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Jodi Liss: Omar Bongo and the Big Vegetables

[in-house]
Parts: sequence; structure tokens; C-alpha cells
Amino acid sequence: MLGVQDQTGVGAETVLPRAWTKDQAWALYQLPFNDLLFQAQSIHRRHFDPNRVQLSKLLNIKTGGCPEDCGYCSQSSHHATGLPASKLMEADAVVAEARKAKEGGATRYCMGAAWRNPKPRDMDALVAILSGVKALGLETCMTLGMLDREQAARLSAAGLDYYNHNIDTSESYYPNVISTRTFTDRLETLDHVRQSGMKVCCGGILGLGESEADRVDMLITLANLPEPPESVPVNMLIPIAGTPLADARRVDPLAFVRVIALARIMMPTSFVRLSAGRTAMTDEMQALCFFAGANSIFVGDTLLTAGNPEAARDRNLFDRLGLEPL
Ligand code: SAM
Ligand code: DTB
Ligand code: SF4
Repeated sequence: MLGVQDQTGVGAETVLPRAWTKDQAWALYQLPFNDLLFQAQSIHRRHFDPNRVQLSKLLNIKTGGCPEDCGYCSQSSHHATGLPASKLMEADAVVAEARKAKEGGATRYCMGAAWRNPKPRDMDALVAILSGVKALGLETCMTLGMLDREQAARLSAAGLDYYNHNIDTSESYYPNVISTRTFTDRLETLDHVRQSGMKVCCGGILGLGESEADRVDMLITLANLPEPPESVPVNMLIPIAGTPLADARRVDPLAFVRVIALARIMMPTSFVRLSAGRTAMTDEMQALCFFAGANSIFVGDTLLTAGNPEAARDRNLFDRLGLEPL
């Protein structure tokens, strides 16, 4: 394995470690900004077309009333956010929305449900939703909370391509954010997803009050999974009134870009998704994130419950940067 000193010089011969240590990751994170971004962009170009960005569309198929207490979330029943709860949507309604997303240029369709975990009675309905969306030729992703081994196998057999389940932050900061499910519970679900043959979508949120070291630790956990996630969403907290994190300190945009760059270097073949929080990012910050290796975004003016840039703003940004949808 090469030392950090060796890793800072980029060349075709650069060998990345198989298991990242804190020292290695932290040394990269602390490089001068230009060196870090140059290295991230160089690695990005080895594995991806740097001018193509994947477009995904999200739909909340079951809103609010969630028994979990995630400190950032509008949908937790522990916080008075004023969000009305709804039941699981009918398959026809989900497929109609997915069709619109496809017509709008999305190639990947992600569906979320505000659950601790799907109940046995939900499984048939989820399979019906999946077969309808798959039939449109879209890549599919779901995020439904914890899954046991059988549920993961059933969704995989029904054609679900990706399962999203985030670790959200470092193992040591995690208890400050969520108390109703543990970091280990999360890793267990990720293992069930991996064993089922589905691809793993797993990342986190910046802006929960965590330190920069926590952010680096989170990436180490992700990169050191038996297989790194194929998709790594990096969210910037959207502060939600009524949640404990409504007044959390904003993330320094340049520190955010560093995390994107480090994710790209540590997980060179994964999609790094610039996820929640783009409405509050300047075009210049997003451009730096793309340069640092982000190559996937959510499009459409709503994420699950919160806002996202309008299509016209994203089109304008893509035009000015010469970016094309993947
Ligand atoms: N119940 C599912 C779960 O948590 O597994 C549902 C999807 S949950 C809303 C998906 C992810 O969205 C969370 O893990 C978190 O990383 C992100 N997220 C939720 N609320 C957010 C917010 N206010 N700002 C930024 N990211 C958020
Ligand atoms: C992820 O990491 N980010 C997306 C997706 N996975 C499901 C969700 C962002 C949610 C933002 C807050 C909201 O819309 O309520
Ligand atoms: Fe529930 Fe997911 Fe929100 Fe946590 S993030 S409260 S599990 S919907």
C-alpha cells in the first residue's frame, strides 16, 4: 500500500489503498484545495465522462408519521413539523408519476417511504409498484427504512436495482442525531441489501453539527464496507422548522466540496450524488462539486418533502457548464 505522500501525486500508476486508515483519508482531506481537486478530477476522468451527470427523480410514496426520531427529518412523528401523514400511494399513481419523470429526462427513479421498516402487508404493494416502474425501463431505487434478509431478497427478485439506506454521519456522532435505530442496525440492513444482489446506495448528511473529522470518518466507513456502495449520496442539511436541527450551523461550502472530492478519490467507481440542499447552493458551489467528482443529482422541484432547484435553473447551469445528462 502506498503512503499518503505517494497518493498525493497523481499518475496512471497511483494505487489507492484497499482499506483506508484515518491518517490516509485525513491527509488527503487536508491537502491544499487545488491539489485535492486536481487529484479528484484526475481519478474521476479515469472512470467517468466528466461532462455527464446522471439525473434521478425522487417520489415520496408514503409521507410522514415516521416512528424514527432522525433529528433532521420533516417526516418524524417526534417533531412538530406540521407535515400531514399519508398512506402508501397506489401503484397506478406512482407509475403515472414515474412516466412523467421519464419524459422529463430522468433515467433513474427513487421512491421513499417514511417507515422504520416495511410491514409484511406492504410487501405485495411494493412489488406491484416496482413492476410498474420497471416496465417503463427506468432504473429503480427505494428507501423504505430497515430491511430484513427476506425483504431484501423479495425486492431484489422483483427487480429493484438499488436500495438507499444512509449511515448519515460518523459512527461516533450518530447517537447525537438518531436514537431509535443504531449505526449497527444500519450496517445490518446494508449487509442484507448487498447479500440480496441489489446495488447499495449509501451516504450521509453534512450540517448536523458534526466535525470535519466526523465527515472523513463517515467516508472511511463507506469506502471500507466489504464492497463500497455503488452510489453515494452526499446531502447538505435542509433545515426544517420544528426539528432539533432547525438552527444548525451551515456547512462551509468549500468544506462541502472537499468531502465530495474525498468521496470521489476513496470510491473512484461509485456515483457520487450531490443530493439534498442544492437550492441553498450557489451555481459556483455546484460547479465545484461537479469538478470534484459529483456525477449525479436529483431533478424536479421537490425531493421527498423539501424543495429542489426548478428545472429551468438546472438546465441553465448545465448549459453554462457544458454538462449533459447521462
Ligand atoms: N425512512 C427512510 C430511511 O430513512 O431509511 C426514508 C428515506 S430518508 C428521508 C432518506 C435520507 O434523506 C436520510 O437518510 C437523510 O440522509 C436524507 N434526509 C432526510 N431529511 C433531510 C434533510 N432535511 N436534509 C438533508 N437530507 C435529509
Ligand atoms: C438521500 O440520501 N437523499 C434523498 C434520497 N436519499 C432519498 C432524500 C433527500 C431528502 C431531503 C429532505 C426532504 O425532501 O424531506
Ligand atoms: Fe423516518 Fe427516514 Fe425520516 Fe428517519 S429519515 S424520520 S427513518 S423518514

Every student of International Relations Theory 101 gets treated to Jean-Jacques Rousseau’s Parable of the Stag Hunt. You remember the tale: two hunters are sent into the woods looking for a stag to feed their starving village. To bag the animal, they must independently choose to work together or each can choose to snare a rabbit for themselves (which can be accomplished alone). In the end, they choose the lesser task: feasting as the villagers starve, foregoing the uncertain rewards of cooperation for more immediate, assured ends. Rousseau’s parable illustrates the all-too-prevalent triumph of self-interest over group loyalty. But it's also a perfect metaphor for corruption. Omar Bongo, the president of Gabon died last week. Few in the West had heard of him until his obituary appeared on the front page of The New York Times. Gabon is a small but oil-rich country on the Atlantic coast of Africa, and Bongo, who ruled for 41 years, was one of the smoother, most clever oil despots the world has ever seen. He sustained his power not by overt violence but by co-opting enemies and, allegedly, running a network of spies and informants. Gabon is a former French colony, and Bongo played on that nation's guilt and need for oil to keep in the West's good books. He and his family amassed a fortune on what should have been a civil servant’s salary. No one was fooled. Everyone knows Bongo’s story is scarcely unique in the developing world. Yet what Omar Bongo did is almost beside the point—it’s what he didn’t do in 41 years that matters. Simply put, he didn’t bother to create a functioning country. For years, we've heard the truism that developing countries needed Western aid to build successful economies. But has it worked? Despite billions in loans and gifts to developing nations, poverty is still rampant, especially in Africa. Since the beginning of the Cold War, international aid was often a fig leaf for payoffs and bribes to dictators to keep them in one camp or another. Rarely did the money spent trickle down to the people who needed it most. Economists now debate whether the West should continue to lend or give aid money to developing countries in the hopes that it will eventually help matters, or whether it just abets corruption and makes things worse. But dozens of countries haven’t truly needed aid.... Like Dorothy in The Wizard of Oz, they've been wearing ruby slippers all along—they've always had the power to go wherever they wished. Many countries in Africa have abundant natural resources from which they should be able to prosper, or at least improve the lives of their citizens. But while billions of dollars have poured into their coffers in exchange for metals, minerals, oil, and gas, few of these rewards have gone to building long-term infrastructure. As in the stag hunt, those with access fall prey to selfish motives and leave the rest to fend for themselves. The country as a whole never prospers. Thus, many developing countries that once held so much promise have only developed into shell states, hard on the outside (with the trappings of borders, an army, and a seat at the United Nations), but are jellyfish on the inside—all tentacles, no vertebrae. Time and again, corruption is simply easier than the hard work of crafting a functioning economy, building domestic infrastructure, and creating a viable political system that strives toward realizing international norms. Most of Africa's "Big Men" (of which Bongo, notwithstanding his 4' 11" frame, was a proud member) got there by political machinations, not technocratic skill. They doled out vast sums of money to patronage webs of cronies and hangers-on to keep nascent threats under control. Meanwhile, they amassed fortunes, sipping pink champagne while their people starved, vacationing on the French Riviera, and living off the fat of the land. The journalist Michaela Wrong, author of In the Footsteps of Mr. Kurtz, witnessed the dying days of Mobutu Sese Seko’s reign as kleptocrat of Zaire, and recounts a wonderful moniker given to his corrupt cronies—The Big Vegetables. People in international relations like to suggest that resource-poor countries such as the Asian Tigers found a more successful path to development because the very scarcity of assets forced them to be more self-reliant. Indeed, Asia didn’t become rich because it was resource-poor or because it banked on industrialization. Rather, prosperity came because the Asian Tigers installed functioning governments (some of which were certainly repressive on political freedoms) that actively developed detailed and thoughtful policies that prioritized sound economic development. Their leaders' sole aims weren't to game the system for their own ends (although many became rich in the process). It wasn’t that they couldn’t take an easy way (there’s always enough money for payoffs) but that they chose not to, largely for political reasons. Admittedly, the margin of failure was thinner—they didn’t have a cash cow to ceaselessly milk. The secret of successful resource- and aid-rich countries is not much of a secret at all. Leadership saw on the horizon a viable goal—for the whole country—and successfully steered the ship of state towards it. Once they got there, they kept going. They didn’t drop anchor, turn back, or get careless. They caught the rabbit and then also went and shot the stag. Diamond-rich Botswana is, sadly, one of the few African examples. The free-spending days of international aid are ending. Money is either disappearing or coming with tight strings attached. These days, poor countries that have failed to invest in domestic industries are desperately seeking to exploit what natural resources they have and sell the assets to China or the United States. But these nations must start not by figuring how they will spend the money, but by determining which direction they want to take the country and how to get there. No developing country will ever get anywhere as long as it has lousy governance—and by that I mean at the top, not some struggling mid-level civil servant. Developing nations need to have strong leadership first; everything else will follow. If they don't, the ideological heirs of Omar Bongo will always be with us. Jodi Liss is a former consultant for the United Nations, the United Nations Development Programme, and UNICEF. She has worked on the “Lessons From Rwanda” outreach project and the Post-Conflict Economic Recovery report. Her article, “Making Monetary Mischief: Using Currency as a Weapon,” appeared in the winter 2007-08 issue of World Policy Journal.